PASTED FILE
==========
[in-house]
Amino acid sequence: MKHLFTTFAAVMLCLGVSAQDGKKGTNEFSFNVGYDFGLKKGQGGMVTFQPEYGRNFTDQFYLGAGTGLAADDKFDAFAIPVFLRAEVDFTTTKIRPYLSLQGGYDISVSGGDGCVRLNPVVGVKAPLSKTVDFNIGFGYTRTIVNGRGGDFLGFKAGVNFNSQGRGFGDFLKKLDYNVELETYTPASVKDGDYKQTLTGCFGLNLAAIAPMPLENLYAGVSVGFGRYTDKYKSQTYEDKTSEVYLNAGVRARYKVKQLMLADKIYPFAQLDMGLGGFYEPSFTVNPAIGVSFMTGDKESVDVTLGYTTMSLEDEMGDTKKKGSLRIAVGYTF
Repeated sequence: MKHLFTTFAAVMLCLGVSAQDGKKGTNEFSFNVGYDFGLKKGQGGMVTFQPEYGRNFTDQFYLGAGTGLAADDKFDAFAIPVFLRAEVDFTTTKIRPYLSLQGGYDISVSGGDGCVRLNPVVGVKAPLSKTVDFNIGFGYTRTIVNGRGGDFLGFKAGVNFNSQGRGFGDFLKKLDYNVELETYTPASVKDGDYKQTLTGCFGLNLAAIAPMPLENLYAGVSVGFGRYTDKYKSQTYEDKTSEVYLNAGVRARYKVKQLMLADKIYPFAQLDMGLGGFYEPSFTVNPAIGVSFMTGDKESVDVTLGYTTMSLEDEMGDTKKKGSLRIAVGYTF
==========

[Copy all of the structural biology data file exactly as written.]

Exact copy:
[in-house]
Amino acid sequence: MKHLFTTFAAVMLCLGVSAQDGKKGTNEFSFNVGYDFGLKKGQGGMVTFQPEYGRNFTDQFYLGAGTGLAADDKFDAFAIPVFLRAEVDFTTTKIRPYLSLQGGYDISVSGGDGCVRLNPVVGVKAPLSKTVDFNIGFGYTRTIVNGRGGDFLGFKAGVNFNSQGRGFGDFLKKLDYNVELETYTPASVKDGDYKQTLTGCFGLNLAAIAPMPLENLYAGVSVGFGRYTDKYKSQTYEDKTSEVYLNAGVRARYKVKQLMLADKIYPFAQLDMGLGGFYEPSFTVNPAIGVSFMTGDKESVDVTLGYTTMSLEDEMGDTKKKGSLRIAVGYTF
Repeated sequence: MKHLFTTFAAVMLCLGVSAQDGKKGTNEFSFNVGYDFGLKKGQGGMVTFQPEYGRNFTDQFYLGAGTGLAADDKFDAFAIPVFLRAEVDFTTTKIRPYLSLQGGYDISVSGGDGCVRLNPVVGVKAPLSKTVDFNIGFGYTRTIVNGRGGDFLGFKAGVNFNSQGRGFGDFLKKLDYNVELETYTPASVKDGDYKQTLTGCFGLNLAAIAPMPLENLYAGVSVGFGRYTDKYKSQTYEDKTSEVYLNAGVRARYKVKQLMLADKIYPFAQLDMGLGGFYEPSFTVNPAIGVSFMTGDKESVDVTLGYTTMSLEDEMGDTKKKGSLRIAVGYTF